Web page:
Alarming Oddities of the European Integration

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The story of Moldova’s path to the EU candidate status can unexpectedly have a happy ending. But what can prompt EU to take this obviously political decision contrary to its own principles?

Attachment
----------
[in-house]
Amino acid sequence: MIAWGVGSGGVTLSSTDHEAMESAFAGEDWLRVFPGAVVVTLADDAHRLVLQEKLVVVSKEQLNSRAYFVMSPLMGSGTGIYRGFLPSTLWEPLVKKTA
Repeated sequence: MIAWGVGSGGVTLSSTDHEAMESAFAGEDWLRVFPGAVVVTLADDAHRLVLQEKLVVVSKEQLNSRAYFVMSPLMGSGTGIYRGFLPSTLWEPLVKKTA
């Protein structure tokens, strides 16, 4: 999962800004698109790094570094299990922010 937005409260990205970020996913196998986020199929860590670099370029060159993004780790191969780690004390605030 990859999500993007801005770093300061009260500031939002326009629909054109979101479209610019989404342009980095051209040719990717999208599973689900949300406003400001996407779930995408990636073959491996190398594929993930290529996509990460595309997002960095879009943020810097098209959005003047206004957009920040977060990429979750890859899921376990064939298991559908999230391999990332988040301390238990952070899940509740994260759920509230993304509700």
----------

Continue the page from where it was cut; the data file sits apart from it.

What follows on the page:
Semyon ALBU, RTA: In the coming days, global media will surely feature plenty of “tasty” headlines. Among the pending hot news are the semi-secret visit of the leaders of France, Germany and Italy to Kyiv, the speech of the Russian President on the sidelines of the St. Petersburg International Economic Forum, which his spokesperson pre-emptively advertised as “extremely important”, and, of course, the European Commission’s response to the “candidacy” applications submitted by Ukraine, Moldova and Georgia. Most attention in our region is certainly focused on the latter event, which the European politicians and bureaucrats have surrounded with numerous intrigues. And no one is in a hurry to dispel them. However, every day makes it clearer where the wind is blowing: as the latest developments show, in a positive direction for our country. On the other hand, the closer the final verdict of the EU, the more oddities about this “candidate story” emerge. Oddity number one: diplomatic activity. The cherry on top in this regard was yesterday’s arrival of Emmanuel Macron to Chisinau. His visit was accompanied by a signature of a bunch of agreements, already a tradition in such cases, on the next loan, taxation, the work of the French Development Agency, etc. But, of course, the centerpiece was the discussion of the notorious candidate status. Though, one would think, what is there to talk about? The questionnaire has been sent, the European Parliament has provided its recommendation, the European Commission’s one will be granted tomorrow, to be followed by a decision of EU member-states... The procedure is clear, Moldova has done its part, and all that is left is to wait for the outcome. Or there are other options? Oddity number two: the different fates of the Associated Trio countries. The first to apply for EU membership, as we know, was Kyiv, which set an example for its colleagues. Tbilisi was next, and then Chisinau. All three requests have long been part of a single package. But in recent weeks everything has changed – Georgia has suddenly turned into an outsider in the race, while its colleagues are likely to get albeit distant prospect of membership and an eye-pleasing status. So what’s the big deal here, you may ask? Well, for example, the fact that Georgia is ahead of Moldova and Ukraine in most of the recognized metrics of democracy, sometimes with a significant advantage. It has better positions in the indices of corruption perception, independence of justice, rule of law, budget transparency, freedom of press and so on. In other words, it has advanced further on the path of European reforms than its colleagues. So how could it be left behind now? These are only major aspects, so to speak. But still they prompt unpleasant speculations. This is how I see things at this point. Both Macron’s voyage the previous day and the visit of the European Union’s Big Three joined by Iohannis hint at the fact that the issue of candidacy is up for bargaining. Otherwise, there would be nothing to talk about. Indeed, what Copenhagen criteria can we seriously talk about? In case of Ukraine it is simply ridiculous, just as in our overall situation, too. And I would like to see the arguments of those who will try to prove to me that crackdowns on the opposition, the seizure of the media market and state structures, and revival of old schemes are serious progress in reforming the country. This means that the EU is ready to sacrifice its principles and make a political decision. Certainly, not for nothing. Rumor has it that today Kyiv will be strongly encouraged that the conflict be frozen in order to slowly emerge from the global crises – food, energy, financial and so on. The ground has already been prepared – all week the European mass media have promoted the idea that it would be good to end the war first and then to proceed with the European integration. Ukraine does not like the idea of fixing on its current positions, hence it can barely conceal its disagreement with the West accusing it of insufficient military supplies and the deaths of Ukrainian soldiers. Clearly, the Western decision-makers have not only a peace scenario in mind, which is currently not to the advantage of the warring parties and therefore hardly achievable, but also a war scenario. If the conflict cannot be put on hold, it has to be stopped quickly in one’s favor. Sanctions haven’t proved to be as effective in this regard as we would like them to be, since most countries do not back them. But there are other options, for example, to cause a headache for the Kremlin in all the regions where this is possible, to force it to spend more forces and resources. And here’s an interesting point: if anyone remembers, in the first weeks of the Russian “special operation” there was much talk about unfreezing of the territorial conflicts in Georgia. But Tbilisi quickly dismissed all such speculations and clearly stated that it would not join anti-Russian sanctions, as well as fight with Abkhazia and South Ossetia, and still adheres to this stance. Isn’t this the reason why our Georgian partners have suddenly become Euro-integrative underdogs? Moldova’s position, on the contrary, strengthens day by day. Yesterday Macron publicly sent many positive signals to our country, and our president was very pleased with the results of the talks. It is logical to assume that our authorities have been much more responsive to the wishes – in fact, demands – of the European supervisors. Let’s recap. After the first phase of the conflict, the ruling party stopped pedaling about neutrality and non-interference. Instead, it joined as many sanctions as it could without detriment to itself, voted for anti-Russian decisions wherever it could – at the UN, the WTO, etc. It banned Russian news, shut down a number of Russian-friendly media outlets, abolished “symbols of war”, including the St. George’s ribbon. It is now seriously engaged in energy diversification in order to give up Russian gas and electricity. The next stage will apparently be the Transdniestrian conflict. The “yellow” leaders are regularly urging to withdraw the Russian army and peacekeepers, while talking about the threats coming from the conflict with the left bank. This is accompanied by the West stating the need to arm Moldova, which our politicians applaud. Yesterday, Macron added more fuel to the fire by saying that Moldova will get €40 million from the European Defense Fund, thus almost doubling its military budget. Our government quickly saluted and started explaining to the public why it is necessary to arm as a priority and not to spare any effort or money. Without any claim to be the absolute truth, I believe that we have become hostages of some schemes and deals that do not bode well. And the further we go, the more this whole candidacy story seems to me like some kind of hoax. The interior of our house is already on fire, but our rulers are trying to decorate the facade and have even agreed to set up a fuel depot in one of the rooms, so that to make sure it should definitely detonate. This strategy is really dubious. But the party which has ruined everything it could over the past year probably doesn’t have much of a choice.